This paper explores the consequences for economic research of methods used by data publishers to protect the privacy of their respondents. We review the concept of statistical disclosure limitation for an audience of economists who may be unfamiliar with these methods. We characterize what it means for statistical disclosure limitation to be ignorable. When it is not ignorable, we consider the effects of statistical disclosure limitation for a variety of research designs common in applied economic research. Because statistical agencies do not always report the methods they use to protect confidentiality, we also characterize settings in which statistical disclosure limitation methods are discoverable; that is, they can be learned from the released data. We conclude with advice for researchers, journal editors, and statistical agencies.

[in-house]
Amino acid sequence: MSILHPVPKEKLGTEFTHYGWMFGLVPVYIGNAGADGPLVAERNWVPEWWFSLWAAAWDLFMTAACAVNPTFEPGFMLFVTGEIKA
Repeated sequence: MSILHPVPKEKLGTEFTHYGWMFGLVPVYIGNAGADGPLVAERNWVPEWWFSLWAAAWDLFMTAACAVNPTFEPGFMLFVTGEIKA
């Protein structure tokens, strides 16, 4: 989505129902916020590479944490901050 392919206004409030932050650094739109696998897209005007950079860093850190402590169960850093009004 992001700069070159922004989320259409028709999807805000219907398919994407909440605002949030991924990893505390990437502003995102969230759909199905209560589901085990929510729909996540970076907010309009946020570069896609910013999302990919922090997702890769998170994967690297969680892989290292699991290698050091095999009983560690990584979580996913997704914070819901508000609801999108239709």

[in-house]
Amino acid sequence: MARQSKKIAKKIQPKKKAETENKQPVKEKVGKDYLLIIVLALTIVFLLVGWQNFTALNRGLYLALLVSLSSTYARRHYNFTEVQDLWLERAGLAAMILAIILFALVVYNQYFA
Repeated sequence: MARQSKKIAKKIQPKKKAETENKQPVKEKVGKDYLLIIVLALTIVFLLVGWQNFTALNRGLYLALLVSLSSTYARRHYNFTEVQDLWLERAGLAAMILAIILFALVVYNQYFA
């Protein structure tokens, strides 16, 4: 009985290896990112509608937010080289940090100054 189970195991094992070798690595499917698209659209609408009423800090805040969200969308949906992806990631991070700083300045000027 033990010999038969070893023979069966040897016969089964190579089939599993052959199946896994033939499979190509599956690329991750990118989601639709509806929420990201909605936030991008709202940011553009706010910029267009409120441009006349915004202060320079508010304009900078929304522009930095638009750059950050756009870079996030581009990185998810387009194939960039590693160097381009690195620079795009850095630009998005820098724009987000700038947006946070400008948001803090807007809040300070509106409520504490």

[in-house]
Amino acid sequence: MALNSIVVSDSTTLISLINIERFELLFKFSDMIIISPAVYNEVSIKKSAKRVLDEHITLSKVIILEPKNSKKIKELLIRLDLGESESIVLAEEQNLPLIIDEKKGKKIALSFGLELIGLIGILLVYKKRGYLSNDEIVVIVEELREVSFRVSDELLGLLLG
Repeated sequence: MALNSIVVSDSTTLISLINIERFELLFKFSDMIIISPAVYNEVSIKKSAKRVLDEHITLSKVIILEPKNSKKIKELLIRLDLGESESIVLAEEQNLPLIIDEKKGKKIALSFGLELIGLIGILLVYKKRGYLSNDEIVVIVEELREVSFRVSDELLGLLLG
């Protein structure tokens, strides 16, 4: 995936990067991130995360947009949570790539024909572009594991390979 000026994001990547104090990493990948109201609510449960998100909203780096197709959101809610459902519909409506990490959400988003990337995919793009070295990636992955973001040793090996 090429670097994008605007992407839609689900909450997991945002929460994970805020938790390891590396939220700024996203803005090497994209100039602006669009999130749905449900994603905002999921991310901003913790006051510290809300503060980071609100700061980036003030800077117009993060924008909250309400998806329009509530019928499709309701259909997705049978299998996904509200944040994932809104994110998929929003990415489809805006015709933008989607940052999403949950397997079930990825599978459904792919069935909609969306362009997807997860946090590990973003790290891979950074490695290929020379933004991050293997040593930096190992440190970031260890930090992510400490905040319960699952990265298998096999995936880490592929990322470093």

Abowd, John M. and Ian M. Schmutte (2015) “Economic Analysis and Statistical Disclosure Limitation,” Brookings Papers on Economic Activity (Spring): 271-293 (including discussion), URL: https://www.brookings.edu/wp-content/uploads/2015/03/2015a_abowd.pdf.

Replication code can be found at DOI:10.5281/zenodo.377008 and our Github repository. Replication data created by and used by the code can be found at openICPSR under DOI:10.3886/E100505V1.

The authors acknowledge direct support from the Alfred P. Sloan Foundation (Grant G-2015-13903) and, of course, the Brookings Institution. Abowd acknowledges direct support from the National Science Foundation (NSF Grants BCS-0941226, TC-1012593, and SES-1131848). This paper was written while Abowd was visiting the Center for Labor Economics at the University of California, Berkeley.